But I’m optimistic about things, too. New technology is a double-edged sword. It’s used by Black Lives Matter, Occupy, Anonymous, or people with their cellphones and social media exposing the police. The powers that be incorporate and co-opt that stuff, too. But that means the revolutionaries have to deal with that, and come up with something new and more innovative next time.
For me, it’s a battle over information. A battle about knowing what’s happening, exploring where things are being hidden, where rights are being eroded. Finding that stuff out and bringing it to the forefront.
You have a team of investigators at your disposal, though. Do you have suggestions for the average citizen?
In one of the episodes, we follow a guy who, in the early days of the internet, tried to create a Do Not Track list. It was surprising, the forces that arrayed against him and that fairly simple notion. Advertising companies and other groups went after him and really tried to kind of personally hurt him, going after his position at Stanford and calling him colorful cuss words in the press. But we could have had a very different internet.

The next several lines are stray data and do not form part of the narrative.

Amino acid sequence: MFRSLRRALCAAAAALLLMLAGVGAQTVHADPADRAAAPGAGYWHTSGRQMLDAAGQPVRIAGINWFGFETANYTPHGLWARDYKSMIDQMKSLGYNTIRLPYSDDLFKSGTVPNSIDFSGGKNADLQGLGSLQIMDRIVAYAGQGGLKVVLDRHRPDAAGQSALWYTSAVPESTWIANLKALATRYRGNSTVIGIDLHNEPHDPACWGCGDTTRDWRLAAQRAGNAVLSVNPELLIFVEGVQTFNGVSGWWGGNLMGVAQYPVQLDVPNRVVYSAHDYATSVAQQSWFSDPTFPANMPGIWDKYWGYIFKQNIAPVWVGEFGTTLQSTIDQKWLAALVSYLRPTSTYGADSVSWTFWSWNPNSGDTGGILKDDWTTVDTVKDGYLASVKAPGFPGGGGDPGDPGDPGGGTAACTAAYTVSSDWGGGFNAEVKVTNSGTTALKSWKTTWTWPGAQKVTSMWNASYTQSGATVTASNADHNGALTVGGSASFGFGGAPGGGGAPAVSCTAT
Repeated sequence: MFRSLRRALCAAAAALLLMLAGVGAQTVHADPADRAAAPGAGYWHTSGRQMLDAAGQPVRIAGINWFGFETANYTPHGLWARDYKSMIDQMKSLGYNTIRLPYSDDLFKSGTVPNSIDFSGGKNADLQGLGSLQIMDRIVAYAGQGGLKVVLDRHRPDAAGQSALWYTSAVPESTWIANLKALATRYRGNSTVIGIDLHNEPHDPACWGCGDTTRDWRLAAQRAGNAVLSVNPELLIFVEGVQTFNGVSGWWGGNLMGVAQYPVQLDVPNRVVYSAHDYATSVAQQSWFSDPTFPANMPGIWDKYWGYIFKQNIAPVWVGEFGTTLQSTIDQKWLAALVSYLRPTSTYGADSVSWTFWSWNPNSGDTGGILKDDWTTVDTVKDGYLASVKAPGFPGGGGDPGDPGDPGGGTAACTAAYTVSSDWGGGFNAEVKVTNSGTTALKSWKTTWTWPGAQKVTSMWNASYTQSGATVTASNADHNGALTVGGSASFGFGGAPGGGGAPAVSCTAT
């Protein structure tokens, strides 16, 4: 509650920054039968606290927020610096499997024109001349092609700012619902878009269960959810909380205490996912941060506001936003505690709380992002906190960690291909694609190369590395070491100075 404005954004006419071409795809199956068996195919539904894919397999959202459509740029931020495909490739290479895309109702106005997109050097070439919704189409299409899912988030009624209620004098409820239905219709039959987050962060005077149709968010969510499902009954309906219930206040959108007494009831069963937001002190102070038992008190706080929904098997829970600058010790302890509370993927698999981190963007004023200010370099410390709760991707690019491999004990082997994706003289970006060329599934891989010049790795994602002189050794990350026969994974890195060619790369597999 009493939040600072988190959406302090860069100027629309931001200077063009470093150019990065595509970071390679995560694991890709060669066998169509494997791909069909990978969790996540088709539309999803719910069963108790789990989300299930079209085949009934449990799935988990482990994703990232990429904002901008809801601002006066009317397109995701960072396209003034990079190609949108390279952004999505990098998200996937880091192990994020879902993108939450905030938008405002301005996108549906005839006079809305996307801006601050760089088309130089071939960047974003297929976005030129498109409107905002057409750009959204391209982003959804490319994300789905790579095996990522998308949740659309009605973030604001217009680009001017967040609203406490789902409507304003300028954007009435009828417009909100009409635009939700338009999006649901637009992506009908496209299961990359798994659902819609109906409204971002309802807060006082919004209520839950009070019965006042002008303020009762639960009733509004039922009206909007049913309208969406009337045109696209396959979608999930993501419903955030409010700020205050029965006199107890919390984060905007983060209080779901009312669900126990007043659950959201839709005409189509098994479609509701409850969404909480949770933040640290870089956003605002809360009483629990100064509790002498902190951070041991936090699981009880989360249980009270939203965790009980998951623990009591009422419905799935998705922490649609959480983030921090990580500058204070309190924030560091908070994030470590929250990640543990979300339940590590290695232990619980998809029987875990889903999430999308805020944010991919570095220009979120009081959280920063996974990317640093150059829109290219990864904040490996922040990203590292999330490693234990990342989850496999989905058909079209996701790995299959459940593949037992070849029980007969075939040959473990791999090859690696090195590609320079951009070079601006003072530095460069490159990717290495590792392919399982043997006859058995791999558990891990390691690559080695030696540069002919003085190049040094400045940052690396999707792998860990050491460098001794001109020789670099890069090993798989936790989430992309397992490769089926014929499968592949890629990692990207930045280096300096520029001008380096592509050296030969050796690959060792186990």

What’s so surprising about that now is just the volume of companies that are following you on each site. You can use different tools to see who’s watching you. And when you do that, you notice even with the simplest sort of news story, maybe there’s 80 or 90 people [or organizations] tracking you. But for anyone worried about surveillance or just nefarious folks, there are tools like TOR and other encrypted communications tools. Since Snowden, there’s been a bit of a renaissance of really smart people coming up with these solutions.
The average citizen just needs to actually be informed about the work of the people who are in the trenches, filing endless FOIA requests, trying to separate the signal from the noise of the internet. Just be engaged. You’re battling apathy more than anything. People who feel frustrated and angry often just back out of the political system. That backing out is the end of democracy. The sense that you can’t do anything—that’s the problem. But you still can! You can still protest. Be loud. Make your voice heard.
Truth and Power is a new investigative documentary series from Participant Media that tells the stories of ordinary people going to extraordinary lengths to uncover breaches of public trust by governments and private institutions. Premieres Friday, January 22 at 10 p.m. ET/PT on Pivot. This interview has been edited and condensed. Image by Tyler Curtis.
Truth and Power is a new investigative documentary series from Participant Media that tells the stories of ordinary people going to extraordinary lengths to uncover breaches of public trust by governments and private institutions. Premieres Friday, January 22 at 10 p.m. ET/PT on Pivot.
This interview has been edited and condensed. Image by Tyler Curtis.